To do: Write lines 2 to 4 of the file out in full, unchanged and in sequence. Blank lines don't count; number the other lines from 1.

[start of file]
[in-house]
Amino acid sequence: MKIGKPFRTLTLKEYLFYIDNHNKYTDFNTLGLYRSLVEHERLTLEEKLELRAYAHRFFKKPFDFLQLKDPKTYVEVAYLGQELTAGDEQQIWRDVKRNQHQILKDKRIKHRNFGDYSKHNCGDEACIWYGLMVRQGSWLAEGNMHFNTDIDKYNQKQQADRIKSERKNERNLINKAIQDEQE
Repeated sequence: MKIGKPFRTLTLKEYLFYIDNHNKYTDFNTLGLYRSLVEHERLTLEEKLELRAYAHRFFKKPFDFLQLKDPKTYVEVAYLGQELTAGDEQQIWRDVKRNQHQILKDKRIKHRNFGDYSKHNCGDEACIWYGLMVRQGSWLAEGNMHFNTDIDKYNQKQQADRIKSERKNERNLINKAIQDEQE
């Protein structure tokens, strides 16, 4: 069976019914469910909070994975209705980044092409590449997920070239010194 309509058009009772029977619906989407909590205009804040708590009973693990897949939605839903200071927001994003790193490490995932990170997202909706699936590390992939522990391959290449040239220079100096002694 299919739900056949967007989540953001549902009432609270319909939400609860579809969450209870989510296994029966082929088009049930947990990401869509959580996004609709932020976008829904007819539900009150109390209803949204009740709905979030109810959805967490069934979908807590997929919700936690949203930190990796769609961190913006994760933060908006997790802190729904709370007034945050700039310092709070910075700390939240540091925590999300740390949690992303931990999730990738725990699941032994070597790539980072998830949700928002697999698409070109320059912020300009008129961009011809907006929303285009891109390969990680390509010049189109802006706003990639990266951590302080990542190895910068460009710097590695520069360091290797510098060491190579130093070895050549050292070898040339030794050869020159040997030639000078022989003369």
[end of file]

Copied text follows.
Amino acid sequence: MKIGKPFRTLTLKEYLFYIDNHNKYTDFNTLGLYRSLVEHERLTLEEKLELRAYAHRFFKKPFDFLQLKDPKTYVEVAYLGQELTAGDEQQIWRDVKRNQHQILKDKRIKHRNFGDYSKHNCGDEACIWYGLMVRQGSWLAEGNMHFNTDIDKYNQKQQADRIKSERKNERNLINKAIQDEQE
Repeated sequence: MKIGKPFRTLTLKEYLFYIDNHNKYTDFNTLGLYRSLVEHERLTLEEKLELRAYAHRFFKKPFDFLQLKDPKTYVEVAYLGQELTAGDEQQIWRDVKRNQHQILKDKRIKHRNFGDYSKHNCGDEACIWYGLMVRQGSWLAEGNMHFNTDIDKYNQKQQADRIKSERKNERNLINKAIQDEQE
């Protein structure tokens, strides 16, 4: 069976019914469910909070994975209705980044092409590449997920070239010194 309509058009009772029977619906989407909590205009804040708590009973693990897949939605839903200071927001994003790193490490995932990170997202909706699936590390992939522990391959290449040239220079100096002694 299919739900056949967007989540953001549902009432609270319909939400609860579809969450209870989510296994029966082929088009049930947990990401869509959580996004609709932020976008829904007819539900009150109390209803949204009740709905979030109810959805967490069934979908807590997929919700936690949203930190990796769609961190913006994760933060908006997790802190729904709370007034945050700039310092709070910075700390939240540091925590999300740390949690992303931990999730990738725990699941032994070597790539980072998830949700928002697999698409070109320059912020300009008129961009011809907006929303285009891109390969990680390509010049189109802006706003990639990266951590302080990542190895910068460009710097590695520069360091290797510098060491190579130093070895050549050292070898040339030794050869020159040997030639000078022989003369």